‘Managed Environment’ and No Strict Bio-Bubble Atmosphere for World Cup 2022

The ICC has decided that the 2022 ICC Women’s World Cup will happen in a ‘Managed Environment’ rather than a strict bio bubble atmosphere. This is done in order to avoid the physical and mental drain for the players participating in the tournament. There will be no daily testing and players have to follow general guidelines and be responsible by makings sure they avoid going to places that can create transmission.

 

Geoff Alardice - ICC's CEO
Geoff Alardice – ICC’s CEO

 

Speaking about the atmosphere during the 2022 Women’s World Cup, ICC Executive Geoff Allardice said, “I think the approach is around having a managed environment around the tournament. Testing will be infrequent; it won’t be daily testing. It’s really about players taking responsibility knowing they are in the country for a month and living away for that period not locked into a very tight bubble. It’s not going to be practical; it’s certainly not going to allow teams to play their best on the field.”

Allardice also talked about the challenges the logistics department faced in arranging Mandatory Isolation Quarantine (MIQs) due to strict Covid guidelines in New Zealand. He said, “In November, the New Zealand government increased quarantine period to ten days, so we added extra time for teams to prepare. Then it went back to seven days. So, logistically, it has been challenging with dates and timings.”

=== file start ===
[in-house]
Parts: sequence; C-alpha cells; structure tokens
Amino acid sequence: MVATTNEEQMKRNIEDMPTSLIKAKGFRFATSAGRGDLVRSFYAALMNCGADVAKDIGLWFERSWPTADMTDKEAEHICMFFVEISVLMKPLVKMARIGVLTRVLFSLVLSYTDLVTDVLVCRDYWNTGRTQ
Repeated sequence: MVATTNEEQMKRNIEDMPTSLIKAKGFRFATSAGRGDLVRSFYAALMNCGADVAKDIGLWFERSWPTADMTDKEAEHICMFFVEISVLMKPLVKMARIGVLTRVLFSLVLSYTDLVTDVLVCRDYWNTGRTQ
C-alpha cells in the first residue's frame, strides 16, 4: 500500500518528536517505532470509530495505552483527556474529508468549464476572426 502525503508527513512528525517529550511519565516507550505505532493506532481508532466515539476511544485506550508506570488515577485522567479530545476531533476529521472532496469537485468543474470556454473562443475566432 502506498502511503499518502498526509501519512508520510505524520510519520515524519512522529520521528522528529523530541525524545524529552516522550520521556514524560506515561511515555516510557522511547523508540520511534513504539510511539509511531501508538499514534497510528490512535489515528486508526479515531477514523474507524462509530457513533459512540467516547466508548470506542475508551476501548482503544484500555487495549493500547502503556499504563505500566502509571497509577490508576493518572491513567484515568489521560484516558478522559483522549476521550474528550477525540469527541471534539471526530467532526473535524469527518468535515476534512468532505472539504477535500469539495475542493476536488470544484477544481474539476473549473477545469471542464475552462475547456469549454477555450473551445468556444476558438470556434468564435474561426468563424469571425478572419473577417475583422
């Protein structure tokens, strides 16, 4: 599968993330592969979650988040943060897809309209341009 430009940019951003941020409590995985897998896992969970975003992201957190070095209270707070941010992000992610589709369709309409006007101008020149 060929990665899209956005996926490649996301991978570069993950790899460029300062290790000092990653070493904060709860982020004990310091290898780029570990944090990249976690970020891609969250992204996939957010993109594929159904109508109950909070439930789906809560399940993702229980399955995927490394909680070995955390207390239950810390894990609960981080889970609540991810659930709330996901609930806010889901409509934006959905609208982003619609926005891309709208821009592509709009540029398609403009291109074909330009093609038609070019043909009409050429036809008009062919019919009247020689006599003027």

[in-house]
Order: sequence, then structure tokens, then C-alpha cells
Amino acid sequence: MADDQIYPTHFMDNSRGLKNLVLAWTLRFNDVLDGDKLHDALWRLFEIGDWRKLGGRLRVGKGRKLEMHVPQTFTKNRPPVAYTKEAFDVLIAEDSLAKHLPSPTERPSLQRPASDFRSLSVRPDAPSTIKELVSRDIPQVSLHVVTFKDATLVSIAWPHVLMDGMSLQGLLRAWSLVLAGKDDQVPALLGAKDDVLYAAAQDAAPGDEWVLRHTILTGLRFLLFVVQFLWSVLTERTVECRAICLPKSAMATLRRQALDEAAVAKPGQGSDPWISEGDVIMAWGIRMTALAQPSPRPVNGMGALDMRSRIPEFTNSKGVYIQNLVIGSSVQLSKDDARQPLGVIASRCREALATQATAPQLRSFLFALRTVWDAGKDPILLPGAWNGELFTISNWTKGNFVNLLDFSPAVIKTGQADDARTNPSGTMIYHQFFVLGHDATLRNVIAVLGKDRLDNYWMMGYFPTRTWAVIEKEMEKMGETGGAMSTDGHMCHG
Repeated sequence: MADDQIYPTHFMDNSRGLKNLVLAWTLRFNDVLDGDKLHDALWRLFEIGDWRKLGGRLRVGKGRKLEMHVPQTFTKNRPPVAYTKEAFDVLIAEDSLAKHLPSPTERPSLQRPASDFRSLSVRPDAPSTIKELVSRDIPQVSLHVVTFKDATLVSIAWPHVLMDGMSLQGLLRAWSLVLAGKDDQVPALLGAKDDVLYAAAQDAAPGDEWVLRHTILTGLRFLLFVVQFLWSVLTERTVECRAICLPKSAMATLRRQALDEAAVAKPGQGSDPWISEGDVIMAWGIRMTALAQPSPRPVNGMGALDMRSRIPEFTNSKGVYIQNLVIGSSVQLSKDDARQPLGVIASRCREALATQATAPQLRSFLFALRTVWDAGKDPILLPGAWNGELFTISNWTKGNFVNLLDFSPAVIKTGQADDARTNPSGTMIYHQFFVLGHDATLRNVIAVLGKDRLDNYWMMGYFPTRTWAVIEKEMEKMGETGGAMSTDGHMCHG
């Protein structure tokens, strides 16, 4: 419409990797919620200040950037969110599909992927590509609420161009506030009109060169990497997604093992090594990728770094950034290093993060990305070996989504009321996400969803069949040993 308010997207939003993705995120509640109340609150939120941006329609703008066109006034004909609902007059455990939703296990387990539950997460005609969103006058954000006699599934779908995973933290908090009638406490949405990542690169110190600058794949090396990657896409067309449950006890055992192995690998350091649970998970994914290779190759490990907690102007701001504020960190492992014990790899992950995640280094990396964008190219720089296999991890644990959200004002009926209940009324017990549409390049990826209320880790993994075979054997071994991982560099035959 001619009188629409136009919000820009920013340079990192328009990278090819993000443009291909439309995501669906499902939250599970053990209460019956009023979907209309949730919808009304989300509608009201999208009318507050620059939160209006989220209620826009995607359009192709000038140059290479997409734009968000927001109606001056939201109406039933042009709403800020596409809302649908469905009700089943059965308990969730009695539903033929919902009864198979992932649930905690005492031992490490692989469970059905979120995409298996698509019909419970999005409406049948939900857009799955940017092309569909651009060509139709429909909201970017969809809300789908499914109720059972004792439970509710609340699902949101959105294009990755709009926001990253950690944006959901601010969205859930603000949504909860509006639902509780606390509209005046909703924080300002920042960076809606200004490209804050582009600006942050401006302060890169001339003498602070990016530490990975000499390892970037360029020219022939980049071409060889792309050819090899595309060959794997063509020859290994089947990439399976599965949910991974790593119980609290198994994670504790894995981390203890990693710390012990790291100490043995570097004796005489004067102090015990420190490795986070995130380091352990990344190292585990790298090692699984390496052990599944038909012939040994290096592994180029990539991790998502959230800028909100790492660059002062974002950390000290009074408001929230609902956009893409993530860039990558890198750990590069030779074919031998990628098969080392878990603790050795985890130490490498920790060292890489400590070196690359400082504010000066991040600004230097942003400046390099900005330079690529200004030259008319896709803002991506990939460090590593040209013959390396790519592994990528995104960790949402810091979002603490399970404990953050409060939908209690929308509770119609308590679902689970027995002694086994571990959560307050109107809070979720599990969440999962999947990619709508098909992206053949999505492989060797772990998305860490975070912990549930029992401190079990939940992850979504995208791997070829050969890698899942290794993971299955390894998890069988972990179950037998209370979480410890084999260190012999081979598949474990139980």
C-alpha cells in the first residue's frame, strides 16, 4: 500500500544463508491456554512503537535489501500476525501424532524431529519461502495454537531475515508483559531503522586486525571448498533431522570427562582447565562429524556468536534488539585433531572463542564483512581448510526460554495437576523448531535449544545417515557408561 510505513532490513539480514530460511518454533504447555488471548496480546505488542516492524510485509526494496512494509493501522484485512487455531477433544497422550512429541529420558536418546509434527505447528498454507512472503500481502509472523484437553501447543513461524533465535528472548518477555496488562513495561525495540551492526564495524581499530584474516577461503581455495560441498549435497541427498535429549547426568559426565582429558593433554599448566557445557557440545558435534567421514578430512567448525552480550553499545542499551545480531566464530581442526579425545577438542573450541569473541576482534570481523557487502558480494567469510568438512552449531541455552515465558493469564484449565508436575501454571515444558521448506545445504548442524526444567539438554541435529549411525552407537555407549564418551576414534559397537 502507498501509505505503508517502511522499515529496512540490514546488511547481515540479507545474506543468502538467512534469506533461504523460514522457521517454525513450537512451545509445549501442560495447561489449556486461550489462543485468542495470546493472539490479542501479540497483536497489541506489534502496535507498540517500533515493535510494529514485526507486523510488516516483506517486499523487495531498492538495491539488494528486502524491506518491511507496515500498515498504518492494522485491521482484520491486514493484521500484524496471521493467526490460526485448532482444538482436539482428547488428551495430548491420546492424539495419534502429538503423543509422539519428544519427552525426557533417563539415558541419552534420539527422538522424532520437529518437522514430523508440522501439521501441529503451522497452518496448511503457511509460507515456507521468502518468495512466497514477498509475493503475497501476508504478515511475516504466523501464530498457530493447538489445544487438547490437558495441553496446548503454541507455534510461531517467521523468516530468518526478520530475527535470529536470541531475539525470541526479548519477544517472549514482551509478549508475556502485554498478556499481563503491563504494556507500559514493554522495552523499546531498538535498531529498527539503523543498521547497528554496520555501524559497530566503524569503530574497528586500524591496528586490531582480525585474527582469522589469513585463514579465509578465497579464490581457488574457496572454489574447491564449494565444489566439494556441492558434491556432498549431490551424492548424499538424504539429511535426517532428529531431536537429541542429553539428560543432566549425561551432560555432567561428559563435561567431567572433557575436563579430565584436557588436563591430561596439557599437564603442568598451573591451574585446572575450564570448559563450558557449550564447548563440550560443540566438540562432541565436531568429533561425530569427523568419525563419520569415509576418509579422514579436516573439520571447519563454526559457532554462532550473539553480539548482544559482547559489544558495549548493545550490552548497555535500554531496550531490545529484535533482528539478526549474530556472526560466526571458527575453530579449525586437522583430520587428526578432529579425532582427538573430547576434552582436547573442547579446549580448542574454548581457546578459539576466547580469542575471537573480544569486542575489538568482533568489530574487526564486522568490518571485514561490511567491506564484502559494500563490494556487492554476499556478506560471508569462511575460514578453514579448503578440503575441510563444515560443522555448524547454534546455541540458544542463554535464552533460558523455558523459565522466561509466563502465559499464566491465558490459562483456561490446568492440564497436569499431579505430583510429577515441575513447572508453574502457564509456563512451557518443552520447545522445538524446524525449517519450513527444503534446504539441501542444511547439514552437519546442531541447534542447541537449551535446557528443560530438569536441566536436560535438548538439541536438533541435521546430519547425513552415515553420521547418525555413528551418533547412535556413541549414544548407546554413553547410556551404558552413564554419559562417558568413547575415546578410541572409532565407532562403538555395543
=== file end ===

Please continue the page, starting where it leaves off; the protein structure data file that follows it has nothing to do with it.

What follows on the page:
As the covid concern is still a major issue, ICC has allowed teams to take the field with a minimum of 9 players if covid cases are found in the team. Teams have been allowed to bring traveling and reserved players who can come into the side if covid issues arise.

Also Read:  Fargana Hoque Pinky's 71 powers Bangladesh to their Highest Ever Total against Pakistan

Speaking about the crowd showing for the matches, Allardice said, “There are now restrictions on several people who can attend matches. We’re hopeful as the situation unfolds, we might be able to get a higher capacity at venues during the second half of the tournament.”

Overall, after successfully organizing ICC U19 World Cup in West Indies in February 2022 and ICC Women’s World Cup Qualifier in Zimbabwe last year, ICC hopes to have a smooth and tension free 2022 Women’s World Cup in New Zealand from March 4th to April 3rd, 2022.

Follow Female Cricket on Instagram and Twitter for all the latest news and updates around Women’s Cricket World Cup 2022

Loves all things female cricket

Liked the story? Leave a comment here